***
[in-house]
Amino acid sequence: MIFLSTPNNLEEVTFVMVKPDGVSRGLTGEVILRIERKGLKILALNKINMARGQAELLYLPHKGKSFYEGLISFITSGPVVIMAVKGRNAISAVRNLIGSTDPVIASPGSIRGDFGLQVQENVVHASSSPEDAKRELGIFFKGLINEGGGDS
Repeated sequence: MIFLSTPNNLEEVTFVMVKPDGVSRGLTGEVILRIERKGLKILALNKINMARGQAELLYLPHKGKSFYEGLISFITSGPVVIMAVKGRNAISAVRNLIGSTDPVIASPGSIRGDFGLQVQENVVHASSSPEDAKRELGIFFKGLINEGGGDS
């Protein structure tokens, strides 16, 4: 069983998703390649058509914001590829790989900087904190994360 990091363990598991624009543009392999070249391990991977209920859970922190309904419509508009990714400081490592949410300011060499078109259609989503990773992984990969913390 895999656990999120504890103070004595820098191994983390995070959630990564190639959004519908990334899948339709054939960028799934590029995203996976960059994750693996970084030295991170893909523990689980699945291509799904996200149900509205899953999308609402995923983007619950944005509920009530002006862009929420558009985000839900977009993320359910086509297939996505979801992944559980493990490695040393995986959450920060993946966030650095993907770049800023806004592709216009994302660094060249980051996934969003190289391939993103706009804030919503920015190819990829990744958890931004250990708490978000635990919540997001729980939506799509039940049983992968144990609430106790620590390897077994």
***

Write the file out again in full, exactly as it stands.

[in-house]
Amino acid sequence: MIFLSTPNNLEEVTFVMVKPDGVSRGLTGEVILRIERKGLKILALNKINMARGQAELLYLPHKGKSFYEGLISFITSGPVVIMAVKGRNAISAVRNLIGSTDPVIASPGSIRGDFGLQVQENVVHASSSPEDAKRELGIFFKGLINEGGGDS
Repeated sequence: MIFLSTPNNLEEVTFVMVKPDGVSRGLTGEVILRIERKGLKILALNKINMARGQAELLYLPHKGKSFYEGLISFITSGPVVIMAVKGRNAISAVRNLIGSTDPVIASPGSIRGDFGLQVQENVVHASSSPEDAKRELGIFFKGLINEGGGDS
């Protein structure tokens, strides 16, 4: 069983998703390649058509914001590829790989900087904190994360 990091363990598991624009543009392999070249391990991977209920859970922190309904419509508009990714400081490592949410300011060499078109259609989503990773992984990969913390 895999656990999120504890103070004595820098191994983390995070959630990564190639959004519908990334899948339709054939960028799934590029995203996976960059994750693996970084030295991170893909523990689980699945291509799904996200149900509205899953999308609402995923983007619950944005509920009530002006862009929420558009985000839900977009993320359910086509297939996505979801992944559980493990490695040393995986959450920060993946966030650095993907770049800023806004592709216009994302660094060249980051996934969003190289391939993103706009804030919503920015190819990829990744958890931004250990708490978000635990919540997001729980939506799509039940049983992968144990609430106790620590390897077994």